Online Dating Catfish Who Steal Hearts, Not Money

Relationships

Online Dating Catfish Who Steal Hearts, Not Money

November 14, 2017

Not all online dating catfish are scammers out to steal money. Some do it because they’re lonely and want to make a connection.

And if catfish weren’t deceiving enough, interactions with one who’s after your heart might seem more genuine, and therefore even more deceiving.

Online dater, Emma Perrier discovered this the hard way.

After investing her heart and exchanging “I love you’s,” she found out that her male model love interest, “Ronnie Scicluna” was actually someone else entirely.

The catfish was Alan Stanley – a short, balding, 53-year-old man who used stolen images he found online and a phony name to mask his true identity.

Perrier was looking for love and believed she had found it with “Ronnie.” Catfish Stanley was invested emotionally, too. “I was on her journey in life, trying to guide her,” he said.

As their long-distance “relationship” grew, those in Perrier’s life began to grow suspicious.

Below, we continue this story by highlighting three key aspects and why researching your online dating match is so important:

1. Her Friends Though It Was Weird He Didn’t Want To Meet

And they were right. Not wanting to meet “in real life” is a classic sign that you’re dealing with a catfish. He or she might constantly make up excuses why he or she can’t meet in-person – which is exactly what Stanley did.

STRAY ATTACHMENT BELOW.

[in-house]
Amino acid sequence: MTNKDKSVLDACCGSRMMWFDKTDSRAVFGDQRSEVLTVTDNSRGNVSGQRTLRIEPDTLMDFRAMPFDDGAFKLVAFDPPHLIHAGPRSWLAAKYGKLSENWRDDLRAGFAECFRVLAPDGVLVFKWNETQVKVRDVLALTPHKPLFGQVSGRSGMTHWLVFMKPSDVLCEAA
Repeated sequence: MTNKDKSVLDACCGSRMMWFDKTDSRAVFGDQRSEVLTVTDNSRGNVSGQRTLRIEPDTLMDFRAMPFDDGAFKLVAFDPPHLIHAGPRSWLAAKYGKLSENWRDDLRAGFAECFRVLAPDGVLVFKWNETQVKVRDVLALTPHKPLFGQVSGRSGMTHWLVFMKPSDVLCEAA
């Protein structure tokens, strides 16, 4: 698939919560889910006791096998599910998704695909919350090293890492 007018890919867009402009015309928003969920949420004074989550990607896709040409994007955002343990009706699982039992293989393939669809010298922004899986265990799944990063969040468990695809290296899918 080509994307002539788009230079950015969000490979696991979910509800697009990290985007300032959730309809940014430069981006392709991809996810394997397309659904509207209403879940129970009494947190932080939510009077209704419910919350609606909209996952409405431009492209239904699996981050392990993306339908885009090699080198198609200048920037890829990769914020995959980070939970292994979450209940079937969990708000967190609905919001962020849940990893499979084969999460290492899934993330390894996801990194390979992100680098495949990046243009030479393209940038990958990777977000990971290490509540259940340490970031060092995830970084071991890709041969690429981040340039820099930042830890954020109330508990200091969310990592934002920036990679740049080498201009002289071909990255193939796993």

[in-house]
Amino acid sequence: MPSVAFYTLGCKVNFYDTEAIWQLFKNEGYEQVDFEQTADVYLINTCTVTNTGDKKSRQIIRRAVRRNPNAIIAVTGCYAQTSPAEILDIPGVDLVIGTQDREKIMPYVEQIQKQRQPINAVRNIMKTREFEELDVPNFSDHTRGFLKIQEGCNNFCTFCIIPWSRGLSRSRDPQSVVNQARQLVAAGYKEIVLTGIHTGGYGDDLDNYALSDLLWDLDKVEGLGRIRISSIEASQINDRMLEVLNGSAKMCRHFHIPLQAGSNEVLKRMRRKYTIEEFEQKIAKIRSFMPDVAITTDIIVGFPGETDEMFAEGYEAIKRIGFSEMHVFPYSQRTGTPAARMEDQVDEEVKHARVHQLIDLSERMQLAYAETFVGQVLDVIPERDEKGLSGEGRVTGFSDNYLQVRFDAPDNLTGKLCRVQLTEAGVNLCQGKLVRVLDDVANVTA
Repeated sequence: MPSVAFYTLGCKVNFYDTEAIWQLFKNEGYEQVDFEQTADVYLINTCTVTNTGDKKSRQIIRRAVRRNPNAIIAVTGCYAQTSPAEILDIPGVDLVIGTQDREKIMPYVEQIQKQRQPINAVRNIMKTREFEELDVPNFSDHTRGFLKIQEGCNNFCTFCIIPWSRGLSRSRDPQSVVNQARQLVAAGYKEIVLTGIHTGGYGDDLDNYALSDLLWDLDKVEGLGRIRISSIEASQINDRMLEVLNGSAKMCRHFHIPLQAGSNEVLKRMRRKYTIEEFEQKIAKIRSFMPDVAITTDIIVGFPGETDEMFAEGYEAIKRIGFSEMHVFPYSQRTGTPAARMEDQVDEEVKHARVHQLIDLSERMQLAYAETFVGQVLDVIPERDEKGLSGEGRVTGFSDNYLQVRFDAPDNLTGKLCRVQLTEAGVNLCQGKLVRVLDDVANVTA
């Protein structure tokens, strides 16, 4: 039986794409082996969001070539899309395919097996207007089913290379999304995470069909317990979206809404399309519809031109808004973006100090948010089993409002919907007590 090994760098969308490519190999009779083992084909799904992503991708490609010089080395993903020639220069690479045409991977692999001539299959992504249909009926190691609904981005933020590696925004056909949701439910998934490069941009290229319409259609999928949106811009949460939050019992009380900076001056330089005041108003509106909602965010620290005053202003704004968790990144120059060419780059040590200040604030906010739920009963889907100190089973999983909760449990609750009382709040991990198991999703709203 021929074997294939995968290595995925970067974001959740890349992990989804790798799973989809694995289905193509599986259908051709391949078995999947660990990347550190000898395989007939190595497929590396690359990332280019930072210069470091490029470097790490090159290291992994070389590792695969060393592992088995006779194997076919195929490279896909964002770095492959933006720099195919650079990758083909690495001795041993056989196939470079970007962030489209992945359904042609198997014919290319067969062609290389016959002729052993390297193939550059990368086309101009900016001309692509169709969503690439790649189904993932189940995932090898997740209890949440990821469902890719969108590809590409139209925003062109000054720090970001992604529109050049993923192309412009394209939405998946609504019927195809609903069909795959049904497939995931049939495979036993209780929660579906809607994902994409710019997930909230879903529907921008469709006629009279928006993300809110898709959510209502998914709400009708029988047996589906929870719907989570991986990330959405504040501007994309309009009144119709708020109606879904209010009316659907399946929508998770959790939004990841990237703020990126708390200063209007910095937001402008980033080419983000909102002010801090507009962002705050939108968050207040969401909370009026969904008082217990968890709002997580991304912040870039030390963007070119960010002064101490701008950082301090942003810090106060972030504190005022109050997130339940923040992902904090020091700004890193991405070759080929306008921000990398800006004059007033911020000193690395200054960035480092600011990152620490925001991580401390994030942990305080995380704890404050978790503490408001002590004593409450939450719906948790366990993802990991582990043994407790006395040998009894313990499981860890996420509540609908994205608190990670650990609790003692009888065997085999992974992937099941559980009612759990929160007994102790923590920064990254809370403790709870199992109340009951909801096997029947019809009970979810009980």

“Ronnie” repeatedly told Perrier he couldn’t meet her because he had “difficulty getting time off.” His real excuse was that he couldn’t bear the idea of revealing his true identity.

Lesson for online daters: If you’re in a long-distance relationship and this person doesn’t want to see you, it might be that he or she wants you at his or her own convenience, or you could be dating a catfish like Stanley.

At the influence of someone at work who told her “the guy doesn’t want to meet you … maybe it’s not even him,” Perrier uploaded “Ronnie’s” photo to a reverse image search and discovered an official Twitter account, Facebook and model-management website belonging to a man named Adem Guzel.

She confronted “Ronnie” and demanded an explanation. Stanley continued to deny he was pretending to be someone else.

Lesson for online daters: Don’t wait until you’re emotionally invested in someone to do a reverse image search of this person’s dating pictures!

3. She Fit The Profile Of An Online Dating Scam Victim

Catfish Stanley said he’s catfished single women at least five times before Perrier, adding that, “Catfishing is prevalent across the internet. Everybody does catfishing.”

Prevalent, indeed. According to a Consumer Reports 2016 Online Dating Survey of over 114,000 online daters, 12 percent said they were scammed, while 35 percent felt misled by someone’s online dating profile.

It might not have helped Perrier that she fit a major trait of an online dating scam victim: she was trusting.

Lesson to online daters: Take the time to learn about the background of your match. That starts with verifying his or her identity!

Fortunately, Perrier’s story had a happy ending. Amid her sleuthing into Catfish Stanley, she reached out to Adem Guzel (the person whose images were stolen by Stanley) to tell him what was going on. And… long-story-short, she and Guzel are now a happy couple.

Call it an unconventional modern love story, or an online dating nightmare, but one thing is clear: Beware of the catfish who’s after your money, and the catfish who’s after your heart.

Disclaimer: The above is solely intended for informational purposes and in no way constitutes legal advice or specific recommendations.